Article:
It's time for another one of those fireside chats we've been having an abundance of this week. After all, the weather is a bit cold outside and there's nothing like a heated conversation about the Mac App Store to warm us up.
We spoke to developers to find out how they feel about this new platform for desktop software, and if another section of the App Store devoted specifically to desktop applications will offer a level playing field for programmers, or simply cut off free range development. Did Steve’s announcement provoke shivers of anticipation or fear? And what happens next?
Nick Davies from Corel, Justin Cepelak from SplashData and Nicholas Reville from The Participatory Culture Foundation--makers of Miro and other free applications--took some time to share their opinions on Apple's next big venture. They were split on how they felt about Apple's new application distribution platform, but fortunately, they could all agree to take a wait and see attitude.
Barely a week old, and already Apple’s entry-level $999 11.6-inch MacBook Air ship times are slipping. The reviews have been great and the diminutive laptop is in demand, but can Apple keep up with the sales?
Let’s say you bought one of the swanky new 11.6-inch MacBook Air base models -- you know, the one with a mere 64GB of storage. Now you’ve realized that your iPhoto library alone will consume a huge chunk of that. What to do? Soon you may be able to upgrade to 256GB -- and keep your old 64GB as a USB 3.0 flash drive.
Maybe it's the unintentional assonance. Or the curious definition of "Back to the Mac" that Steve casually slid into last week's keynote. Or maybe it's because at the first Mac-centric event of the year, no one could stop talking about iOS. Whatever the reason, there’s something about hearing “"Mac App Store" that conjures equal feelings of glee and dread around here.
It's not that we don't welcome a healthy serving of innovation in Apple's ever-shrinking computer segment, but we're always a little skeptical when someone--even Steve--tries to fix something that isn’t broken. Of course, the dedicated App Store might very well be the greatest thing to happen to the Mac since the two-button mouse, and we can certainly see how that could be. But if it’s not, don’t say we didn't warn you.
Tacking “Magic” onto the name of this new external trackpad is grandiose in that typical Apple way, but we have a feeling that this nifty device actually is performing one genuine feat of magic: peering into the future. At least a little, anyway. Between the proliferation of touch-based iOS devices and Apple’s patents for touchscreen iMacs surfacing recently on the web, it’s reasonable to speculate that Mac OS is going to want you to reach out and touch it someday soon. If that’s even a little true, we can see why Apple might hope that the Magic Trackpad will help us get a little more accustomed to “touching” iMacs, minis, and Mac Pros--not just MacBooks.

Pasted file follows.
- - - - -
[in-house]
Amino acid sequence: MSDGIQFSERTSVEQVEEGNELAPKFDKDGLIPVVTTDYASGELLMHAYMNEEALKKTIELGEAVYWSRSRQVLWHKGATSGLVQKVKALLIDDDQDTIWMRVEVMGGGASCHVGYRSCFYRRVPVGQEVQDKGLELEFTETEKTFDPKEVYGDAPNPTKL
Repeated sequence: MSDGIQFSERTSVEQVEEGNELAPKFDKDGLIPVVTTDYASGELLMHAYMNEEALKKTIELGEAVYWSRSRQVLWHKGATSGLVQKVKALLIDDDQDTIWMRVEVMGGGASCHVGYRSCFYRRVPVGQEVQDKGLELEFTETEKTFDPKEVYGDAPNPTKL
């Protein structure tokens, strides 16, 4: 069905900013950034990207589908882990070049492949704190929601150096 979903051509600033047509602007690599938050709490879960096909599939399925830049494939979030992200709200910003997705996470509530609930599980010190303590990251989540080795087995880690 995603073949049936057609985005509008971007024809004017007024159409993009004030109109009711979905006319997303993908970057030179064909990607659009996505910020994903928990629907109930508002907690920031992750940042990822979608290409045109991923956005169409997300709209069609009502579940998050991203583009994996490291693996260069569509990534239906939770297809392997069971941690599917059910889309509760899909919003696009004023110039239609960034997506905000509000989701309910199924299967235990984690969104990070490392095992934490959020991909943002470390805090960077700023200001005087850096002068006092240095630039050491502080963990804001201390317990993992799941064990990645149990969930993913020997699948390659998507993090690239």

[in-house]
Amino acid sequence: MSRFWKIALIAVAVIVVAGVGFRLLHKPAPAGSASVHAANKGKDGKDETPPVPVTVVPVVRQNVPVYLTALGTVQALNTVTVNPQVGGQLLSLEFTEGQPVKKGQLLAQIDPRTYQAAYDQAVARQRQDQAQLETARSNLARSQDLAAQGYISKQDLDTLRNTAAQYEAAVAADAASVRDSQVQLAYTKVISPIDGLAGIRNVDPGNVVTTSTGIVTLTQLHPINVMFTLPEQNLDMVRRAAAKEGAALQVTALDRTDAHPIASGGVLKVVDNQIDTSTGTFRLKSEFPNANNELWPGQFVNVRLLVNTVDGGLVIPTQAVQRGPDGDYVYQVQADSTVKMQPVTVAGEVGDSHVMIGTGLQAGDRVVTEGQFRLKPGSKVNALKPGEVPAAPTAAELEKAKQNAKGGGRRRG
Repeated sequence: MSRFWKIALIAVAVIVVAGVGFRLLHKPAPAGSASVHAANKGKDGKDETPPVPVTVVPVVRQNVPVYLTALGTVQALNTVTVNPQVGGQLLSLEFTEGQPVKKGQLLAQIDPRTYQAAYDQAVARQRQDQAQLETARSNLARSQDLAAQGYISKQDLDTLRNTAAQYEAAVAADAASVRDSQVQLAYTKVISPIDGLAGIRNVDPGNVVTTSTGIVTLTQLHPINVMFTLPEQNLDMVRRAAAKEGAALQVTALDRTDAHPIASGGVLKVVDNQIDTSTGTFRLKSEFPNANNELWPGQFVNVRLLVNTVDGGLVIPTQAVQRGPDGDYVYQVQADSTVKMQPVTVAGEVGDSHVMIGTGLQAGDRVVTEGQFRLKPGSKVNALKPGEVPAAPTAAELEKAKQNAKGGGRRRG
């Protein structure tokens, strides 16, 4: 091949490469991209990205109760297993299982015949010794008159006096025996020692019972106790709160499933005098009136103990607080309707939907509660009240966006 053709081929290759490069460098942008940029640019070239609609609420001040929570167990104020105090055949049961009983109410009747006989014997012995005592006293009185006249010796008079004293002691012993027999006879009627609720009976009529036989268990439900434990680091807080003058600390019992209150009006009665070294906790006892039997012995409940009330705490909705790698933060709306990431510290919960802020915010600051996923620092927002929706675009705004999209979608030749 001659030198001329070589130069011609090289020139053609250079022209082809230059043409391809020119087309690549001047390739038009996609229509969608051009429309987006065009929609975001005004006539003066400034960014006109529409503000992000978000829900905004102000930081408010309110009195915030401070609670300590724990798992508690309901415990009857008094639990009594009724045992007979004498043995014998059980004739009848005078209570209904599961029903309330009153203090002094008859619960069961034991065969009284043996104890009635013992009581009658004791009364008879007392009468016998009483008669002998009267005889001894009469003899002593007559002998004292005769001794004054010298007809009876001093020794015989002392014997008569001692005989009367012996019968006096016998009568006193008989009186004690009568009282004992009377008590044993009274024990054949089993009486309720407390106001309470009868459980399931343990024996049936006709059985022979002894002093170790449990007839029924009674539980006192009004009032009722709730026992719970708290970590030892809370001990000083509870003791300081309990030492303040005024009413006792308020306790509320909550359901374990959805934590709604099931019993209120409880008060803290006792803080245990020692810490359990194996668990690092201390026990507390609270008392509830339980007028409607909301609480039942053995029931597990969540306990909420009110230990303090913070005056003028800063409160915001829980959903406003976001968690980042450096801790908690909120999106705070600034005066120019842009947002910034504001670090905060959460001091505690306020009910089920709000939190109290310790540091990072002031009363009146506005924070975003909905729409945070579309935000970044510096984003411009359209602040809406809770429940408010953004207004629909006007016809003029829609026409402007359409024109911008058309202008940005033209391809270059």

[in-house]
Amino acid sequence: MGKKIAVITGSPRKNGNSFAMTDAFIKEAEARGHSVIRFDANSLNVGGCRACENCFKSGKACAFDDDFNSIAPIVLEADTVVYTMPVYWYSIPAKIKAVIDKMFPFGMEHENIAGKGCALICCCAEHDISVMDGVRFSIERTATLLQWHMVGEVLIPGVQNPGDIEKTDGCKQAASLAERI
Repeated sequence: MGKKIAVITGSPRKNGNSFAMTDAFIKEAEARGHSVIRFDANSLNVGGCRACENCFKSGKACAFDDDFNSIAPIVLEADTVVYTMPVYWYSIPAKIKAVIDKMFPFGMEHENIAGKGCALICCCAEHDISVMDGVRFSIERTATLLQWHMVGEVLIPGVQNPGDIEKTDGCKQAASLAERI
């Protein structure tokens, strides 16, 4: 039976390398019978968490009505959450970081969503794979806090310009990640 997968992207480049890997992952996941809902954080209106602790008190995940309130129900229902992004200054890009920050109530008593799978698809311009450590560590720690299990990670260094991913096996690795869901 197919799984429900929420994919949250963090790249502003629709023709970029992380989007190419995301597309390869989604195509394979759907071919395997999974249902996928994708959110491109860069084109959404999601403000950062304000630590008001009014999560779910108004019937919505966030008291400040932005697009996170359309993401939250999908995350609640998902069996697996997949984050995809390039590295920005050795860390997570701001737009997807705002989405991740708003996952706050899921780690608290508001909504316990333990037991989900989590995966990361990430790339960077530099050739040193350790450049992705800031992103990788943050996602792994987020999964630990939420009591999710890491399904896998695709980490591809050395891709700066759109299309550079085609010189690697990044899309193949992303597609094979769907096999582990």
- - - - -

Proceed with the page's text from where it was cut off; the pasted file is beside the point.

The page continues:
Hot on the heels of FaceTime for Mac's beta release, we have news that Redmond isn't far behind -- at least as far as its popular Messenger software is concerned. As of today, Mac users who prefer Microsoft's chat client (or those who have many PC friends who do), can now hop on board the video chatting bandwagon.
From its cartoony graphics to the adorable grunts and hi-yahs of its protagonist, Mini Ninjas might feel like just another kids’ computer game. However, once we got past the tutorial and began battling some of the game’s equally adorable enemies, we found that Mini Ninjas’ storyline has real depth and the cut-scenes are more than just cheese.
iLife ’11 is here, and with it comes a host of slick new features for iMovie, including a simple way to create your own Movie Trailers, all-new audio editing, one-step Effects, People Finder and Sports & News Themes. But those are just the marquee features to get everyone excited -- what about the smaller details that might make your daily use of iMovie ’11 a real pleasure?
With traditional print publishing suffering the slings and arrows of internet-aided content delivery these past few years, magazine, book and newspaper publishers have been struggling to find an efficient, cost-effective method to transfer their wares into the digital realm. In answer to the publishing industry's frantic calls for help, Adobe has announced their latest offering: The Adobe Digital Publishing Solution.